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In Holtemann, the court commented on the husband's contradictory position that the transmutation was only for estate planning and tax reasons by quoting the trial judge's findings:

Husband argues that the transmutation was limited to estate purposes only. In other words, Frank wishes to have his cake and eat it too. He argues that, in the event of either his or Barbara's death, the survivor would be able to use the Transmutation Agreement to claim the property as community property, thus obtaining a full step up in basis to the fair market value of the property at date of death, while at the same time denying the validity of the Transmutation Agreement as an instrument which created community property. Thus, when it would benefit either Frank or his estate, Frank wishes to characterize the property as community. However, when it would be detrimental to Frank, he wishes to ignore the transmutation and call the property separate.24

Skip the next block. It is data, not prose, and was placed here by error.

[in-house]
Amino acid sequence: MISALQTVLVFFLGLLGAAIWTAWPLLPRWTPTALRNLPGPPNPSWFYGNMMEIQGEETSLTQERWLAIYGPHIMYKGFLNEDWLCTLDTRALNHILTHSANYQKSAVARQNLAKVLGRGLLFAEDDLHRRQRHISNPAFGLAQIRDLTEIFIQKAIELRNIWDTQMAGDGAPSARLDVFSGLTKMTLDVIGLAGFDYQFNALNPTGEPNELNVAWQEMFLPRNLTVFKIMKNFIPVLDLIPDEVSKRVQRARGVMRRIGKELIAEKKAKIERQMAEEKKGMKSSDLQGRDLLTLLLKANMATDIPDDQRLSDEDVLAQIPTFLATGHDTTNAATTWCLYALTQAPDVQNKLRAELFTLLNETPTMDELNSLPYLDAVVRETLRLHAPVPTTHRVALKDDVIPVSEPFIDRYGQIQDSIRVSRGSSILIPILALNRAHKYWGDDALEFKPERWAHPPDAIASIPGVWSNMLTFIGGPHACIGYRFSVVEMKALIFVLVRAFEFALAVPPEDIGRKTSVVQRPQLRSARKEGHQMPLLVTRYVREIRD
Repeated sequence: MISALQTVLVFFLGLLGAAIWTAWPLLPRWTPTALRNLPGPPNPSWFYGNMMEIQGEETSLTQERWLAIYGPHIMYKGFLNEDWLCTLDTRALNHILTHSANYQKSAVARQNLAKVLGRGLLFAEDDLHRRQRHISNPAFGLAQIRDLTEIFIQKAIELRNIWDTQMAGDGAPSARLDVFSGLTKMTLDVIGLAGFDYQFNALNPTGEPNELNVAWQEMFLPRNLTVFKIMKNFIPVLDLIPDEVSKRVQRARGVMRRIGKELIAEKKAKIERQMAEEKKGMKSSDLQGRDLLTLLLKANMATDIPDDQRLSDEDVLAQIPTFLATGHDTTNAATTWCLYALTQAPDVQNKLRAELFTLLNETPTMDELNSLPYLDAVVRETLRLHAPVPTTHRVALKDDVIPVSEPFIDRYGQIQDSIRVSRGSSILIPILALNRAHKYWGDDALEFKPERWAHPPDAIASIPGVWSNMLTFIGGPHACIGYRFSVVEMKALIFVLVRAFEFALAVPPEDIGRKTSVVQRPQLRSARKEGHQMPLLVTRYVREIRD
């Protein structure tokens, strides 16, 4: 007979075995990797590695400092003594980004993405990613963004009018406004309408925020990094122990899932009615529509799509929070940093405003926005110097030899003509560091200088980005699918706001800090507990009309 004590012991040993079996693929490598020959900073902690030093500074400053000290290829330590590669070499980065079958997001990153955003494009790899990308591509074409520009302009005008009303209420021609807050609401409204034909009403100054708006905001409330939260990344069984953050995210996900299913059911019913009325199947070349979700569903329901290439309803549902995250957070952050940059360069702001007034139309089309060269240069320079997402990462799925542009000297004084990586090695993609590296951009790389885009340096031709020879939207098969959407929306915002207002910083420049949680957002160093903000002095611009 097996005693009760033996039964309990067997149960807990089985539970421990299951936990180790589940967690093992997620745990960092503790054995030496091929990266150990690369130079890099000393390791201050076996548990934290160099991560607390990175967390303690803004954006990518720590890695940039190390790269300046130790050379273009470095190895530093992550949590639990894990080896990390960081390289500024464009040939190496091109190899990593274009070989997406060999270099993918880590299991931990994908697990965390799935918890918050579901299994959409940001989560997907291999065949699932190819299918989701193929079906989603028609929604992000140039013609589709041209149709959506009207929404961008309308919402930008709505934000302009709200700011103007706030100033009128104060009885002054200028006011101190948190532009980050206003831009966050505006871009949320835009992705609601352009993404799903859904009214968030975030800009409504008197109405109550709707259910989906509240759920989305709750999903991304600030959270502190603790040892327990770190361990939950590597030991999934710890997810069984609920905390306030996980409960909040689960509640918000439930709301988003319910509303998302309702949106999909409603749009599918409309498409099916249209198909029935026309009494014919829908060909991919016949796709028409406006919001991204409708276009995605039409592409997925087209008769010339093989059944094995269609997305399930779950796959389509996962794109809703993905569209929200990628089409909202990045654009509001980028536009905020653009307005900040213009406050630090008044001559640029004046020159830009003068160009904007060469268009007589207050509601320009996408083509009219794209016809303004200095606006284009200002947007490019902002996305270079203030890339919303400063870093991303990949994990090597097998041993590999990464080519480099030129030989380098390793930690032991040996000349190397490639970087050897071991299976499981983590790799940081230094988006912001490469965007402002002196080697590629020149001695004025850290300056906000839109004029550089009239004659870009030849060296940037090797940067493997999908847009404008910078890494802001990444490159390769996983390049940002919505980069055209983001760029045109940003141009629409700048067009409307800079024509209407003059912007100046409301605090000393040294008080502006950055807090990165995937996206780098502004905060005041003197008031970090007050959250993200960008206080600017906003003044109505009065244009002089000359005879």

The trial court was likely moved by the fact that the husband, who once wished, grounded on marital bliss, for both spouses to benefit from the transmutation had changed his position and wanted to dismiss that prior intention in light of the pending divorce. Husband attempted to change his position even though he was previously counseled of the potential consequences prior to executing the trust. If a spouse transferring separate property into a trust in order to benefit from its treatment as community property is informed regarding the effect of same, it is equitable for said spouse to be bound by the after-effects of their bargain. This supposition would have support in Nevada under NRS 47.250(a), which establishes a disputable presumption that "A person intends the ordinary consequences of that person's voluntary act."